Editorial: Tourist Market Falling Victim to Russo-Ukraine War


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The first day back in the office after the long Easter weekend brought some sobering news about what appears to be the first effects of the Russo-Ukrainian war on tourism here. The findings were based on a report by Hungary’s leading business daily Világgazdaság [Global Economy], and featured in our Hungary A.M. newsletter on April 19.

In case you missed it or don’t subscribe to Hungary A.M. (and if not, let me give it a hearty recommendation as a great way to keep up with the water cooler conversations of your staff), you’ll find an outline on page four, but let me give you a little more detail here. The subject, it seems, might be more complex than at first sight.

The first thing that becomes clear is that the North American market seems increasingly concerned by a war which, while undoubtedly in our neighborhood, is really quite far distant. Air Canada announced it would resume its nine-hour Montreal-Budapest flight from May to February. The connection was one of 34 returning in its summer 2022 schedule, with the Canadian flag carrier saying the resumption of services dropped during the COVID-19 pandemic was a sign the “recovery is well underway.” Sadly, it didn’t last long, and Világgazdaság says Air Canada quietly canceled the route again in the days following the start of the war.

Many Canadians and Americans are reportedly either postponing trips or preferring to travel to the United Kingdom and France instead, both of which have seen an uptick in North American bookings and are presumably deemed to be at a safe distance from the front lines. While that news is disappointing, it probably isn’t that surprising. North America is a long way from Hungary and lacks a detailed perspective, but the war is in a neighboring country, and we are one of several countries playing host to a growing number of refugees. Stranger than that, though, is the reaction of German tourists, with Világgazdaság writing that several experts from Budapest and its surroundings have reported that bookings in Hungarian hotels and restaurants from several prominent German groups have been canceled, with the armed conflict cited as the reason.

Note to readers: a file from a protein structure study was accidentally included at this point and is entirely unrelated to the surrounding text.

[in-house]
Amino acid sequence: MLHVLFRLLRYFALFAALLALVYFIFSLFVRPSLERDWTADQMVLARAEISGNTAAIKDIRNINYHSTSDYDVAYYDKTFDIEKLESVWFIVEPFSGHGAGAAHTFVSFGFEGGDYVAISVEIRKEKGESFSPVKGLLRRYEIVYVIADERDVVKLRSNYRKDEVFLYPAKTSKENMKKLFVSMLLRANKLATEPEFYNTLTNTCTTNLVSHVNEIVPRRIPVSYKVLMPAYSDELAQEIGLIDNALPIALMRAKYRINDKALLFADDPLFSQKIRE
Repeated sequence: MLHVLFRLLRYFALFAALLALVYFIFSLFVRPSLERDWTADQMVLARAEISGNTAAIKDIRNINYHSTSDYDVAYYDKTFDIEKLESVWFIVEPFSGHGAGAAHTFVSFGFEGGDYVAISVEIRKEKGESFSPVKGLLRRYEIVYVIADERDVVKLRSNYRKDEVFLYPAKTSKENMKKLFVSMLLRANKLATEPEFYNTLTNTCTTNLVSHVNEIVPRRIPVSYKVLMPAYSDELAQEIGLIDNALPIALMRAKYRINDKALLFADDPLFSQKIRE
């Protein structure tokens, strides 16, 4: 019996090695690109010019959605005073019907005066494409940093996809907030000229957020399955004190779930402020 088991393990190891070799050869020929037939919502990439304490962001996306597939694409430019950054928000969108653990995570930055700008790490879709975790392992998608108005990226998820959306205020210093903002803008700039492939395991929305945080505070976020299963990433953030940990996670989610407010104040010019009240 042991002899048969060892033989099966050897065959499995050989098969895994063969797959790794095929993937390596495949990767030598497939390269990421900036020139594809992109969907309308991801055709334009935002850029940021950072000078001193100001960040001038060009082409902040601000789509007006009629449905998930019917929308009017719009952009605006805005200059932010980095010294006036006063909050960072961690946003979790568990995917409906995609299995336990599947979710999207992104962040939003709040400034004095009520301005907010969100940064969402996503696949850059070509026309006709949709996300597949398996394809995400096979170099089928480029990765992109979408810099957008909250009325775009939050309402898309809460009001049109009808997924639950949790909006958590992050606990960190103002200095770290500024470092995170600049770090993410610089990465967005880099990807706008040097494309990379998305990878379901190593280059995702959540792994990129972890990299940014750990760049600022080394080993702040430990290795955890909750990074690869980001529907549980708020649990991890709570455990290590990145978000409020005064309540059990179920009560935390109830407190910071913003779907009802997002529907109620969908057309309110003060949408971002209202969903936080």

If the Germans are staying away now, that does not bode well for the high season, when it was already certain the packs of wealthy tourists from Russia and Ukraine were unlikely to show up. For years, German, Russian and Ukrainian accents have filled the air at destinations like Lake Balaton or Hévíz. That they will be harder to spot in 2022 will not be welcome news for a sector that thought it was finally getting back on its feet as COVID restrictions waned and the world seemed more willing to live with the pandemic and travel once more.

That might also have implications for the hotel investor market, at least in the short term. Since the pandemic first reared its ugly head and brought the world to a near tourist halt, the hospitality sector had at least been able to console itself with the knowledge that the underlying fundamentals remained sound. Budapest is an “A-list” destination with its architecture, history, vibrant nightlife and booming culinary scene. That remains true, but a third year of restricted trade, whatever the cause, might prove the end for some businesses. There are all sorts of humanitarian reasons to hope the war will come to a swift conclusion and that peace will be restored. Increasingly, there are also economic imperatives at play.

Robin Marshall


This editorial was first published in the Budapest Business Journal print issue of April 22, 2022.

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